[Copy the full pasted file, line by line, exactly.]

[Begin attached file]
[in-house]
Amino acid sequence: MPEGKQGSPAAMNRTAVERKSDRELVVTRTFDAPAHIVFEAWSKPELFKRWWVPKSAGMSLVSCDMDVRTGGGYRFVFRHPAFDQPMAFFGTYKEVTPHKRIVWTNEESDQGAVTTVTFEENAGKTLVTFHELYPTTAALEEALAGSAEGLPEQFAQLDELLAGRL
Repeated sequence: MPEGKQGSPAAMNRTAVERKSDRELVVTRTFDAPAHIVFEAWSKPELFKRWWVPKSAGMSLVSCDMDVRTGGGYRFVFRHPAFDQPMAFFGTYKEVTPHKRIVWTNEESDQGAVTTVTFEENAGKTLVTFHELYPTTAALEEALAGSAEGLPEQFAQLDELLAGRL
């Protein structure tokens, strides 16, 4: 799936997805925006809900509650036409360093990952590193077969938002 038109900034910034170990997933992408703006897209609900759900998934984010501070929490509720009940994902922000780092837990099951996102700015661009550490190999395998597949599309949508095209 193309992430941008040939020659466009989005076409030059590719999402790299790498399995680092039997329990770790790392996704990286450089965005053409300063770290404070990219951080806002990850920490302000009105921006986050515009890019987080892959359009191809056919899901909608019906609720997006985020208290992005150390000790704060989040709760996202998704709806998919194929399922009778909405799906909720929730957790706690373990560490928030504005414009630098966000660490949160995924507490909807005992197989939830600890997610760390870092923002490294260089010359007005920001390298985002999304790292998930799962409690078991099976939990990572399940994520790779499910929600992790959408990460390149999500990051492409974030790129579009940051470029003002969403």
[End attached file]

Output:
[in-house]
Amino acid sequence: MPEGKQGSPAAMNRTAVERKSDRELVVTRTFDAPAHIVFEAWSKPELFKRWWVPKSAGMSLVSCDMDVRTGGGYRFVFRHPAFDQPMAFFGTYKEVTPHKRIVWTNEESDQGAVTTVTFEENAGKTLVTFHELYPTTAALEEALAGSAEGLPEQFAQLDELLAGRL
Repeated sequence: MPEGKQGSPAAMNRTAVERKSDRELVVTRTFDAPAHIVFEAWSKPELFKRWWVPKSAGMSLVSCDMDVRTGGGYRFVFRHPAFDQPMAFFGTYKEVTPHKRIVWTNEESDQGAVTTVTFEENAGKTLVTFHELYPTTAALEEALAGSAEGLPEQFAQLDELLAGRL
């Protein structure tokens, strides 16, 4: 799936997805925006809900509650036409360093990952590193077969938002 038109900034910034170990997933992408703006897209609900759900998934984010501070929490509720009940994902922000780092837990099951996102700015661009550490190999395998597949599309949508095209 193309992430941008040939020659466009989005076409030059590719999402790299790498399995680092039997329990770790790392996704990286450089965005053409300063770290404070990219951080806002990850920490302000009105921006986050515009890019987080892959359009191809056919899901909608019906609720997006985020208290992005150390000790704060989040709760996202998704709806998919194929399922009778909405799906909720929730957790706690373990560490928030504005414009630098966000660490949160995924507490909807005992197989939830600890997610760390870092923002490294260089010359007005920001390298985002999304790292998930799962409690078991099976939990990572399940994520790779499910929600992790959408990460390149999500990051492409974030790129579009940051470029003002969403």